Centenary of Britain joining the First World War  (August 4th)

If we take the Bible in the order in which it is presented to us, rather than the order in which it was actually written, we pretty soon come across the first act of violence.  It happens quite early in the Book of Genesis – only the fourth chapter in the whole Bible.  The children of Adam and Eve were Cain and Abel. Abel kept sheep and Cain grew crops.  They both made offerings to God from what they had produced. But God preferred Abel’s offerings to Cain’s and asked Cain to be patient.  Cain, in a fit of jealous rage, murdered his brother in the fields.  God asked him where Abel was and Cain answered in words that have rung out ever since down the ages, “I do not know.  Am I my brother’s keeper?”

Today we also considered the story of Joseph.  Joseph was favouritised by his father and given a special robe with long sleeves, or if you prefer, the old translation of a coat of many colours.  As a result his brothers hated him. They eventually got their hands on him and wanted to kill him, but Reuben, who I always think is a greatly underestimated hero of the faith, persuaded them to put him into a pit instead, as he hoped to rescue him and return him to his father.  But then the brothers conspired together and sold him into slavery to a passing caravan of traders.  Because of God’s love for Joseph and his family, that story ended well and one day the brothers were reconciled.  It was a story of redemption.  But these ancient stories tell us much about hatred between people, even in the same family, and where the roots of war are born.  For war is born in the human heart. 

But we all have good news we must never forget.  Jesus – the Son of God himself - died on the Cross and rose again from the dead to give us freedom from the consequences of all of this.  That we can always hold on to, even in the darkness.  God himself knows and feels with human suffering.  He has never promised us an easy life, but he does promise that he will never leave or forsake us.  And he shows us a better way.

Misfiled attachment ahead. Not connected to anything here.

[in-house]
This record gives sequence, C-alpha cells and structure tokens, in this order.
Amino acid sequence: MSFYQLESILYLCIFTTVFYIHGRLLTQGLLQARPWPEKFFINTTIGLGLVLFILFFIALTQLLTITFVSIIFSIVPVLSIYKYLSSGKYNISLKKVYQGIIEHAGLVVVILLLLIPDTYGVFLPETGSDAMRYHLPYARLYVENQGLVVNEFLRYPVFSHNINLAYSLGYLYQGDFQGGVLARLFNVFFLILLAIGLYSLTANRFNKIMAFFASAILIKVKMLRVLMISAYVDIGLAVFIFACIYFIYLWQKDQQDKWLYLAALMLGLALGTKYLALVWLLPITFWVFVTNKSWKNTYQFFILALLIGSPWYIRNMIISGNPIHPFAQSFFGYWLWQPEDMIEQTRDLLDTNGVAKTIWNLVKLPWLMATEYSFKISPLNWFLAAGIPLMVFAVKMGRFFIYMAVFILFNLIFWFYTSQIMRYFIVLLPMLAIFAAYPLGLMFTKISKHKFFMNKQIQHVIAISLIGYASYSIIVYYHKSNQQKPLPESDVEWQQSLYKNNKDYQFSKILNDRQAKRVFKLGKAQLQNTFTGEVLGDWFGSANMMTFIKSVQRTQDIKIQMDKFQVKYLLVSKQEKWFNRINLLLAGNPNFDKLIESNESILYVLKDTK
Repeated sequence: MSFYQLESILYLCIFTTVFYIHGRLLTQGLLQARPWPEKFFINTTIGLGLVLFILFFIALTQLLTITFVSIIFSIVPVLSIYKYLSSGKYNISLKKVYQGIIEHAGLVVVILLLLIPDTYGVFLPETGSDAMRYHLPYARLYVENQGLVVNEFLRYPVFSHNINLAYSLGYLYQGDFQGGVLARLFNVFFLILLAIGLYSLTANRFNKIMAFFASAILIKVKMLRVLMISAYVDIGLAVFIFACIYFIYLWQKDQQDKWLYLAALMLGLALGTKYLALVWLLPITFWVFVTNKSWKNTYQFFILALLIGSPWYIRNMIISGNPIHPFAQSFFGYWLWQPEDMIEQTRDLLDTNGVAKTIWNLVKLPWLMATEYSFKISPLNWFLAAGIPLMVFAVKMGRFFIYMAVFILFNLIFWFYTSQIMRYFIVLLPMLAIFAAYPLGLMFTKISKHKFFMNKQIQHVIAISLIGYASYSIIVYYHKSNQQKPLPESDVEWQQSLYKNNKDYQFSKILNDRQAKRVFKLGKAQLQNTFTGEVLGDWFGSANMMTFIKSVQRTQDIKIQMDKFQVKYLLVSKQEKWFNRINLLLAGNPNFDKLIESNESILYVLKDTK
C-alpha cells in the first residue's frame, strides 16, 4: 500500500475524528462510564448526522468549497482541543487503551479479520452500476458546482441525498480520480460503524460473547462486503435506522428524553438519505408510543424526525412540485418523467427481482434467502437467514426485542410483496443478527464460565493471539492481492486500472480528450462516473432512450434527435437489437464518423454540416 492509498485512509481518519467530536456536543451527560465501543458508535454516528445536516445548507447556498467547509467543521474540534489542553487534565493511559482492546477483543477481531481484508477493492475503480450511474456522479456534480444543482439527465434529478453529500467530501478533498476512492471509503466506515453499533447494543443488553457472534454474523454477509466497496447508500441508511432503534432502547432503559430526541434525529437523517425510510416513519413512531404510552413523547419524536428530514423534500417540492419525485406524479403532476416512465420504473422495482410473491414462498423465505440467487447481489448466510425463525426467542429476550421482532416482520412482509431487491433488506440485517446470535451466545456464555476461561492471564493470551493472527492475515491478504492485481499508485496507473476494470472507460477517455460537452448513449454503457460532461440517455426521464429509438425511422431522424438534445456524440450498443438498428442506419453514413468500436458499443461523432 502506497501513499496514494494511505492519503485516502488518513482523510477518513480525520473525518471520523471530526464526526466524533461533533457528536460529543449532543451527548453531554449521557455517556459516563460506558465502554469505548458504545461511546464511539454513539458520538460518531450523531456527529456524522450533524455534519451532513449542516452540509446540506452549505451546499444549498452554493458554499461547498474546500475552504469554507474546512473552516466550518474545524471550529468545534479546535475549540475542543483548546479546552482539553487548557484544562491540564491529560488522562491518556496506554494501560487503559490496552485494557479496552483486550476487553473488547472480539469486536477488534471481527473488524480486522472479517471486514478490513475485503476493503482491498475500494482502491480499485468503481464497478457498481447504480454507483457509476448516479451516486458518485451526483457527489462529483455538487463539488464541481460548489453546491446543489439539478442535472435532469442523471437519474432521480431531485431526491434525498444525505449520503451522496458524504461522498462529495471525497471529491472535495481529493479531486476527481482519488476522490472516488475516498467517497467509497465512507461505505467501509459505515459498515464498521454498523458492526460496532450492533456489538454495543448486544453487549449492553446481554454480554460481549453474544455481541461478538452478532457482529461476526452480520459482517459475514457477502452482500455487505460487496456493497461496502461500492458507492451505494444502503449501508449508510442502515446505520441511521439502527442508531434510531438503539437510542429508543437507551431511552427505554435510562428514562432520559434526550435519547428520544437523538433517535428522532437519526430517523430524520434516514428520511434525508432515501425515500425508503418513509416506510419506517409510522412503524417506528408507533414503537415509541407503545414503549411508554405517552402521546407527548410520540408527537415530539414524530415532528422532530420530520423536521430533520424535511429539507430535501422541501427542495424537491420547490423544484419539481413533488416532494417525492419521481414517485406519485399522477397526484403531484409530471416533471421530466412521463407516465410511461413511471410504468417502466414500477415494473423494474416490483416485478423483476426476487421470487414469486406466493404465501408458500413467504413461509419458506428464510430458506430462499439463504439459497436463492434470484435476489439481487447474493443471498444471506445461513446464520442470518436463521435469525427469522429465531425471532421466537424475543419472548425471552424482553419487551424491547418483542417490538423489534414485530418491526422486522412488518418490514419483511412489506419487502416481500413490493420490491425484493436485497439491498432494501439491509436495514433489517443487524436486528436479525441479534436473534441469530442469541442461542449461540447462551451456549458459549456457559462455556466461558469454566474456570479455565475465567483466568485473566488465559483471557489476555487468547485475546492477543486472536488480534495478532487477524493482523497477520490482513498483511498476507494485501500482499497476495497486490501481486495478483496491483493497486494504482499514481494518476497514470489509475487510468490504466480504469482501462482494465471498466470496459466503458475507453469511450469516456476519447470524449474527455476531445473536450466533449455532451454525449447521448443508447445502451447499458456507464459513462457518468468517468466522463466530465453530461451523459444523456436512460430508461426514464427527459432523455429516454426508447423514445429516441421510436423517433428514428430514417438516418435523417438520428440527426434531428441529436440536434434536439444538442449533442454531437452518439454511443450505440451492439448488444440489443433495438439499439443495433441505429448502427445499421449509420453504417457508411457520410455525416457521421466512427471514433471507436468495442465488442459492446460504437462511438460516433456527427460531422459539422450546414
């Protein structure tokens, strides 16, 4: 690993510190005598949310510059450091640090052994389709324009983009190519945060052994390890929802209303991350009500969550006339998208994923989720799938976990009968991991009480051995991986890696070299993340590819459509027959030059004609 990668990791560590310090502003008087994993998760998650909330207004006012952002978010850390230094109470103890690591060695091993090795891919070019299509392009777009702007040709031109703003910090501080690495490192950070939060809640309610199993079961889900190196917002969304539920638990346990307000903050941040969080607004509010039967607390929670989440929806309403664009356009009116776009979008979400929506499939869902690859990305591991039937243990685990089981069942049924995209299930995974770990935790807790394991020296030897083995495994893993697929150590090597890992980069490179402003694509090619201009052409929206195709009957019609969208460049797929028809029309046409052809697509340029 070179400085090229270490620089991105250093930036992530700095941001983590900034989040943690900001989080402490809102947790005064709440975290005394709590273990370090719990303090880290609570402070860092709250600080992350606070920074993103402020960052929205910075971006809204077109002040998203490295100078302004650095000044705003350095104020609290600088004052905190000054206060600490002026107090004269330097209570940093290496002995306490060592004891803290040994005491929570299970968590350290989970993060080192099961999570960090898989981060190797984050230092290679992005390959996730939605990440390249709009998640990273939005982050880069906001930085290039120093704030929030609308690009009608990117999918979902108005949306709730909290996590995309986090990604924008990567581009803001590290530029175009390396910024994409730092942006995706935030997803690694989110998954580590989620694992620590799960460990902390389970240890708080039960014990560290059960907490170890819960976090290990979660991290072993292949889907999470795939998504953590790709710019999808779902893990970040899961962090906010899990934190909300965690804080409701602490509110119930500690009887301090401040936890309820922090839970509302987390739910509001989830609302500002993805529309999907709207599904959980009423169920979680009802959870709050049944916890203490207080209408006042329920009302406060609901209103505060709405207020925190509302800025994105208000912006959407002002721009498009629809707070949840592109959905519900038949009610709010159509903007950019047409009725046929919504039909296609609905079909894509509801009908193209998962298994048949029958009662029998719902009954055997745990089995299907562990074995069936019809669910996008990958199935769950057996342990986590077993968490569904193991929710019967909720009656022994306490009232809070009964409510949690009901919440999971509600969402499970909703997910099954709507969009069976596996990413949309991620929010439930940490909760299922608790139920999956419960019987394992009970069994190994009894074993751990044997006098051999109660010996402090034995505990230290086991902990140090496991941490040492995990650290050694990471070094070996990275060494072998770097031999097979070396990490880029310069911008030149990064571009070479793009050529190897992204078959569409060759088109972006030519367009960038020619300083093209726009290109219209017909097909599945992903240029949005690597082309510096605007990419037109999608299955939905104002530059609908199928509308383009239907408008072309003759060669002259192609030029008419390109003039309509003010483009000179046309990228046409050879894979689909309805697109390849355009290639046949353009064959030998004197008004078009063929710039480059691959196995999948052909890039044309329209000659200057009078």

Britain joined the First World War on August 4th, 1914, and we are considering that fateful centenary today.  A short chain of events tipped country after country into the fray on one side or another.  We have heard much about it from the war poets and other contemporary writers in the years since.  The men who fought were from every walk of life, led by young officers and older generals.  Some sat in the pews which used to be in this building itself.

Figures, I know can be mind numbing, but let’s just remember the scale of this thing.  By 1918, the total number of military and civilian casualties in World War I was over 37 million.  There were over 16 million deaths and 20 million wounded, ranking it among the deadliest conflicts in human history.  The total number of deaths includes about 10 million military personnel and about 7 million civilians.  At least 2 million died from diseases and 6 million went missing, presumed dead.  Million, million, million, million. A lot of unimaginable, unquantifiable numbers.  So many of a whole generation wiped out.  And each one person in those millions was precious and special to someone.

This is why thinking about our 15 remembered lives matters so much.  The work that Maggie Brown has carried out with great care and precision on the names on our War Memorial gives that long-ago war a human face. It shows us more clearly than anything else could, the individual suffering in war and the cost to those who were left behind.

We need to remember that history is real.  That it is not just stories, but the real experiences of real people, which cannot be airbrushed out.  As the mother of a son, I cannot begin to imagine how I would have felt if he had to leave to fight.  But leave to fight they did, saying goodbye with enormous courage and resolve on doorsteps or in railway stations, and in the case of our 15, one day dying as a result of fighting.